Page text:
TSN’s Travis Yost wrote an article this week that suggests more and more NHL teams are using a two goaltender system. Franchises are searching for steady backups to win some games while giving their starters a chance to recharge.
Behaviourally, we’ve seen teams start to shift some of the minutes onto their second goaltender. Last season, the average NHL team used their No. 1 goalie in about 60 percent of the total minutes: down almost 10 percent from where it was a decade or so ago. -Travis Yost, TSN
Last season goaltender Marc-Andre Fleury started 74% of regular-season games for the Golden Knights. He played 3635 minutes, also 74%. Fleury registered the fourth-most minutes in the league and was tied for the fifth-most starts.
Carey Price – 3880
Devan Dubnyk – 3855
Connor Hellebuyck – 3704
Marc-Andre Fleury – 3635
Jacob Markstrom – 3599
Devan Dubnyk – 66
Carey Price – 64
Connor Hellebuyck – 62
Martin Jones – 62
Marc-Andre Fleury – 61
Sergei Bobrovsky – 61
Frederik Anderson – 60
Jacob Markstrom – 60
Yost found that goaltenders ten years ago were starting 8% more games on average. However, in 2019 Fleury was still in the crease more than the average goaltender in 2009. As most clubs were trending towards more rest for their starters, the Golden Knights relied heavily on their trusty ole backstop.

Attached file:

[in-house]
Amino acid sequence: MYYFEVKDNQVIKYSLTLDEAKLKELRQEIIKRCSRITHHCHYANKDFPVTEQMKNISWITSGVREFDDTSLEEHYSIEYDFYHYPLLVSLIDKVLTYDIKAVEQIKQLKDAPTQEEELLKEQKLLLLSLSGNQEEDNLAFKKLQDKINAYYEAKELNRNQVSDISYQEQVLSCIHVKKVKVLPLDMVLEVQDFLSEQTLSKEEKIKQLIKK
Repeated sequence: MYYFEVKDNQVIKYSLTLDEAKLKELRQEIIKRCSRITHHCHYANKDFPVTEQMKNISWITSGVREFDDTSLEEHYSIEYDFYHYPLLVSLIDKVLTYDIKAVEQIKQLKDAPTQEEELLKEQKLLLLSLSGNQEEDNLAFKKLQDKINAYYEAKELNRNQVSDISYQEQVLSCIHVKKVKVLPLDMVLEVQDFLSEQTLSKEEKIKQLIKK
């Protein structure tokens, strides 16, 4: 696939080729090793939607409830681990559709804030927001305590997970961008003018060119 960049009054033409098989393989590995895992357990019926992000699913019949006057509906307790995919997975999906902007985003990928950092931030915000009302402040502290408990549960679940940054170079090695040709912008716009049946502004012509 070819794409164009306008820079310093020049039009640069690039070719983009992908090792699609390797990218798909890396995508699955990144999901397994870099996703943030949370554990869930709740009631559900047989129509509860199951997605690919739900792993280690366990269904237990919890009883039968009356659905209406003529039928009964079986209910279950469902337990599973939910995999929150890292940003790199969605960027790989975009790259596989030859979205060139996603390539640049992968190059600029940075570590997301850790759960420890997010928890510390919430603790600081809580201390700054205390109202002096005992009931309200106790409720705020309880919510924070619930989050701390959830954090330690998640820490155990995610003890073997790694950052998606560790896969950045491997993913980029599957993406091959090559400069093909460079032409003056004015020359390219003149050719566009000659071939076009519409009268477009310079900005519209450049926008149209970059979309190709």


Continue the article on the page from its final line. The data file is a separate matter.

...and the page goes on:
The position has changed. Teams are still on the hunt for superstar goaltenders, but teams are also becoming increasingly conscious about workload, burnout rates and the heightened risk of injuries for their primary puck stoppers. Add that to an increased understanding that goaltenders struggle when playing in back-to-back situations – the NHL schedule still sees a dozen or more of these per team each year – and you have a real incentive for strategic rest.-Yost, TSN
The question going forward is how will Vegas handle Fleury’s workload in 2019-20?
Since becoming the Golden Knights goaltender, Fleury has recorded a .919 save percentage and a 2.40 goals allowed average. So, it’s understandable why the coaching staff wants him on the ice as much as possible.
Knowing that rest can aid performance and help mitigate significant injury from manifesting is one thing. Being comfortable in backup options to absorb some of those minutes is another animal entirely. -Yost
The Golden Knights know they cannot afford to lose Fleury for a significant period of time. Heck, we all know that. Which is why you’d have to assume they will rest him more in his 16th NHL season.
Like Yost mentioned, the team has to feel comfortable playing their backup. Does the organization trust Malcolm Subban or any other backup enough to play more than 26% of games?
They didn’t last season. They have to this year.